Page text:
As with Asmahan, it’s nearly impossible to select just one out of Farid’s plentiful repertoire, but in the end I settled on “Ya Albi Ya Magrouh” (O my wounded heart). This song is so old and obscure that I have not found it anywhere on the web. It’s a perfect little gem, a tightly composed classic that shows off both Farid’s musical composition and vocal talents. I much prefer the early studio recording to the more common live performance, where the constant audience noise and interruptions, coupled with Farid’s own haggard voice late in life mask the beauty of this lullaby-like tune. After ferreting around at various cassette shops, I was thrilled to finally find the taped studio recording buried in a drawer of a tiny place on Shawarbi. The atrocious and unbearably kitschy pink cover concocted by the execrable Randaphon is small price to pay for this find. Eventually and inexplicably, however, the cover has grown on me.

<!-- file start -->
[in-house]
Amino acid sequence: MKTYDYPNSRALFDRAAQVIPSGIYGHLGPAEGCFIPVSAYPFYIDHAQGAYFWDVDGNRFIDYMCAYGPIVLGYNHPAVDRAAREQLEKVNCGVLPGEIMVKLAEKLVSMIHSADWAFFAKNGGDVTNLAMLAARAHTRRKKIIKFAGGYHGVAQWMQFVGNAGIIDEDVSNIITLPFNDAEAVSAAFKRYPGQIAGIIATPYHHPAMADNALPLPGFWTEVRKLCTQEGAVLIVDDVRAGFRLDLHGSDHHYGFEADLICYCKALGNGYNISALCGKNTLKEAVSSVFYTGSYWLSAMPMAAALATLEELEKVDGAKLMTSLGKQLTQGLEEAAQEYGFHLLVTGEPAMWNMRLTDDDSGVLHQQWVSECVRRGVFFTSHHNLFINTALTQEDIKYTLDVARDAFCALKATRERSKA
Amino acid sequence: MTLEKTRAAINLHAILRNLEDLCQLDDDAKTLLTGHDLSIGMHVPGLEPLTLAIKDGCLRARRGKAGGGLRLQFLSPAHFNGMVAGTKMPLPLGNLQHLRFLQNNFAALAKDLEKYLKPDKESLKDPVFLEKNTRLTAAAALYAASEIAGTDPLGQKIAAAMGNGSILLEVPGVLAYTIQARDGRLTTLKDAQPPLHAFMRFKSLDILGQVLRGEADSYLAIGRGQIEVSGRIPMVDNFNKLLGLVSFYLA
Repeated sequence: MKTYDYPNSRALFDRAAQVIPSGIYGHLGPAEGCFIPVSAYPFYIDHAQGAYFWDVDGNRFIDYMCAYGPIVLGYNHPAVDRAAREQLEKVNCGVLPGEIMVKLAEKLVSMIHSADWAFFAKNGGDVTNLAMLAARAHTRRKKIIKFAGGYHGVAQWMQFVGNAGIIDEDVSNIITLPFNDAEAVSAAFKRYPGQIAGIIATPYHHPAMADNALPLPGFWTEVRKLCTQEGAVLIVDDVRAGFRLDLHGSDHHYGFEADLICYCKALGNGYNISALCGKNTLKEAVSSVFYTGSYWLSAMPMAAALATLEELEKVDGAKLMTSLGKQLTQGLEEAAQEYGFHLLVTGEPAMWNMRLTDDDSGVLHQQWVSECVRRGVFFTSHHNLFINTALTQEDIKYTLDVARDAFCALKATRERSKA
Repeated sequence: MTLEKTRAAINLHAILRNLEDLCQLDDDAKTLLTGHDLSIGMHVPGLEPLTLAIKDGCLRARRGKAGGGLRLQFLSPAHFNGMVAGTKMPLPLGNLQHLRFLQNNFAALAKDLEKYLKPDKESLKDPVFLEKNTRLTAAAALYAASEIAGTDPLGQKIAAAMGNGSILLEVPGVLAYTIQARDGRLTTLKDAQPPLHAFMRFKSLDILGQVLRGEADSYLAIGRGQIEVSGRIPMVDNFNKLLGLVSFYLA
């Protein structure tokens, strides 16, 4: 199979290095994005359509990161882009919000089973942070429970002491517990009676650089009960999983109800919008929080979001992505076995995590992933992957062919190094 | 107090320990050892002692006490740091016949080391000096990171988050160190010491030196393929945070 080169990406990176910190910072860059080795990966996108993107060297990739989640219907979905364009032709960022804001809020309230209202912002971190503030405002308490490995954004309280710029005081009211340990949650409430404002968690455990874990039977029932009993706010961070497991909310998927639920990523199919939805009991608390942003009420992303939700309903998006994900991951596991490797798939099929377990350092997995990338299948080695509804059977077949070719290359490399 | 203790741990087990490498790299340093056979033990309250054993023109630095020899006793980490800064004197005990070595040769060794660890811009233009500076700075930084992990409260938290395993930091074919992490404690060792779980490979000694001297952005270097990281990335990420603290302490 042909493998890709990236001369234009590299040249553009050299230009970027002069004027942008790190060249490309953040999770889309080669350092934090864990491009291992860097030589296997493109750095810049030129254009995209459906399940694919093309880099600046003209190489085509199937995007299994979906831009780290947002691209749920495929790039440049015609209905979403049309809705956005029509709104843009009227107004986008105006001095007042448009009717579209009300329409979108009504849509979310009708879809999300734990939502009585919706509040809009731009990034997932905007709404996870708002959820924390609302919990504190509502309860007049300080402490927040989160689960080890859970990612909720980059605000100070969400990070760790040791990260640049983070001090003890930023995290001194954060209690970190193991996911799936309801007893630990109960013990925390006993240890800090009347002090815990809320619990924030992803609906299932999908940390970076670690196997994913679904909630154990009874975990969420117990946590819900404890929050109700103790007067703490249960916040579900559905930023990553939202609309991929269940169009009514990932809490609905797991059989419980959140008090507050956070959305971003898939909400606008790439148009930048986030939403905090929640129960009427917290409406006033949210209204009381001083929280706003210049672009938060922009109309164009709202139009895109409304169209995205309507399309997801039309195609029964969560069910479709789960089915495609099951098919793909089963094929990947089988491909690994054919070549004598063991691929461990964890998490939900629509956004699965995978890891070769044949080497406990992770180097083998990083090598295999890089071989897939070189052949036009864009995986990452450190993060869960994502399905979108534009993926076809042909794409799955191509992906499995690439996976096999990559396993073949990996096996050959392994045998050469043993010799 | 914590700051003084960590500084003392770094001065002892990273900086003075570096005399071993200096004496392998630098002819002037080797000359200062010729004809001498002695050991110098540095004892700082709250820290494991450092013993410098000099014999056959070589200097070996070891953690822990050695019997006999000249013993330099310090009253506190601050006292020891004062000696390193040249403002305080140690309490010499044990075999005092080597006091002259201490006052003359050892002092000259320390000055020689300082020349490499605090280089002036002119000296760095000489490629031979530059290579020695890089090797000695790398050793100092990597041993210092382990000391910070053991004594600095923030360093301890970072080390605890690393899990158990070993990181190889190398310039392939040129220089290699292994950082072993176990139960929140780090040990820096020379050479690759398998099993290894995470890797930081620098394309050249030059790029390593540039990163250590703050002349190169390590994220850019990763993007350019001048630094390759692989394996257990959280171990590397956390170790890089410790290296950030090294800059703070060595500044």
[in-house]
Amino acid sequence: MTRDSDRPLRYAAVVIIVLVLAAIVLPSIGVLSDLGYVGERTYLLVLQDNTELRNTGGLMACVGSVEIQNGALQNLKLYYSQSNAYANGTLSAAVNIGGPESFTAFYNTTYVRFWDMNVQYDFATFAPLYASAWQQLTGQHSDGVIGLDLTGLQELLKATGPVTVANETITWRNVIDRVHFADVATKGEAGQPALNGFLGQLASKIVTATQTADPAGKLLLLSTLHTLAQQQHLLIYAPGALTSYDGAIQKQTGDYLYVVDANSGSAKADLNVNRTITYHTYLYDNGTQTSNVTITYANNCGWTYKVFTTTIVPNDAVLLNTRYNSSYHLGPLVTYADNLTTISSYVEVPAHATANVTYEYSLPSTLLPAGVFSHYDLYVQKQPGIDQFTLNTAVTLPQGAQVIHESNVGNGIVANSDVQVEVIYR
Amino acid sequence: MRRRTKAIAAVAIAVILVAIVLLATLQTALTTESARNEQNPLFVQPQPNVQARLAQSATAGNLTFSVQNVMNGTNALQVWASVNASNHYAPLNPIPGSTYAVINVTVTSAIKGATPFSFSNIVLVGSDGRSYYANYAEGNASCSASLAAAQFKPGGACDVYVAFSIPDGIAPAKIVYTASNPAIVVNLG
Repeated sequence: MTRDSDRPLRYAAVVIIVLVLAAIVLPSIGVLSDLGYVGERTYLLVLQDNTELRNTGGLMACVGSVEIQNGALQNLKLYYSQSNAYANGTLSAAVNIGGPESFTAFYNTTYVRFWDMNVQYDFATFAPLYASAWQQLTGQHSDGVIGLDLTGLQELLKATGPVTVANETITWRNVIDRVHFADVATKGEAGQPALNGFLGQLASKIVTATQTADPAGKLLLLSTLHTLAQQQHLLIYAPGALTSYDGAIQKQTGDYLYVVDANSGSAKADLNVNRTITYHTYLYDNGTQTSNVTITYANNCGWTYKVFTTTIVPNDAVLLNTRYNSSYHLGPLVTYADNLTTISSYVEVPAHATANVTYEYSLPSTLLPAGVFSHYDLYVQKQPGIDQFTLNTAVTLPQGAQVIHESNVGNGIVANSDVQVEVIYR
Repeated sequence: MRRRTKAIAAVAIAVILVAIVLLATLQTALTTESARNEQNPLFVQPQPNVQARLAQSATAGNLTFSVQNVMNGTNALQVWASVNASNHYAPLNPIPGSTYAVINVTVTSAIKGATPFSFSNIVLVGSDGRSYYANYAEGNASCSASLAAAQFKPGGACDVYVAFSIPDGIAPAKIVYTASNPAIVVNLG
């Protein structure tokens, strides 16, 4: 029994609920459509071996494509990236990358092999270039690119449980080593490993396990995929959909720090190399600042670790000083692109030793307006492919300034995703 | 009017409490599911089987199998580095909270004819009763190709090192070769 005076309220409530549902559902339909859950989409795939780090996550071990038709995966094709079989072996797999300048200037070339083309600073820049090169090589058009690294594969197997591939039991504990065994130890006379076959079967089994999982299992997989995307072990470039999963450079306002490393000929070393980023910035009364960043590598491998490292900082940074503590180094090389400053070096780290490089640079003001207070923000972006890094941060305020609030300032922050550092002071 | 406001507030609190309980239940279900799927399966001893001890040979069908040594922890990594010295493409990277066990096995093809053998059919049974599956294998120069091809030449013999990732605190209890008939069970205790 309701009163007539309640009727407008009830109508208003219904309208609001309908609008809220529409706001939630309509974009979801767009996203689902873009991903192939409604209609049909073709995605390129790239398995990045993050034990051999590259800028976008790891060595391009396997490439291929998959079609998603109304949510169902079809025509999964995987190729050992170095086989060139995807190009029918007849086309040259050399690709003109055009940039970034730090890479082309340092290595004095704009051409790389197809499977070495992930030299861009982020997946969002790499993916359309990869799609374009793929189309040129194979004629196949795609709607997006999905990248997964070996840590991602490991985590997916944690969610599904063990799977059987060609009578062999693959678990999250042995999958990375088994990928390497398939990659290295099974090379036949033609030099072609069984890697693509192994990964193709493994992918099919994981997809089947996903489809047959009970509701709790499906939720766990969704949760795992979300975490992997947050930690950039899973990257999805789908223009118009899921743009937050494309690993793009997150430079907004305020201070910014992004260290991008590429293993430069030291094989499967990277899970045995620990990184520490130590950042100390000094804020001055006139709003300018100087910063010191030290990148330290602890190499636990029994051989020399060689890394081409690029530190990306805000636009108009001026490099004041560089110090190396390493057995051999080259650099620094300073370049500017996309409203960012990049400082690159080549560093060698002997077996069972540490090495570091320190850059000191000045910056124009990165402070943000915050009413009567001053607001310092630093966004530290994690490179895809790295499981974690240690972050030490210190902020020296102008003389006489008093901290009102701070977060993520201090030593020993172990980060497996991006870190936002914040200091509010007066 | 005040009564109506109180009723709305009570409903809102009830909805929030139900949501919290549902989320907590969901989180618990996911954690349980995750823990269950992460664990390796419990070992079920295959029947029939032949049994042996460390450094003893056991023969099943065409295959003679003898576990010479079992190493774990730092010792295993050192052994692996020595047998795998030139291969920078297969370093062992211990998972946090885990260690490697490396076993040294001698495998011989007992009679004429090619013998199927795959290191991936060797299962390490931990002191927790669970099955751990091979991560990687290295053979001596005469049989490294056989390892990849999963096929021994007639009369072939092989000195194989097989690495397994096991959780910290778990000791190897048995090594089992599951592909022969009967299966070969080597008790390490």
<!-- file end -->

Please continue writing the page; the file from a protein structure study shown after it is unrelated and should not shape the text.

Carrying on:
“Ya Albi Ya Magrouh” is Farid at his most dolorous and expressive, his voice perfectly evincing that rich, velvety, ever-so-slightly nasal quality for which he’s so rightly appreciated. There’s just the right amount of plaintive melancholy here, thanks in part to Ma’moun al-Shinnawy’s calibrated lyrics, and Farid’s incomparable gift of striking just the right chords. As he sings the line about the doors of heaven opening to receive the supplicant’s lament, you feel his voice soaring upward even as it retains its calm timbre. But it’s the extraordinary melisma toward the end of the song that always takes my breath away. I love this song so much I listen to it at all times of the day and night, but for some reason its magic is most potent at the juncture when late afternoon yields to the incipient threads of sunset.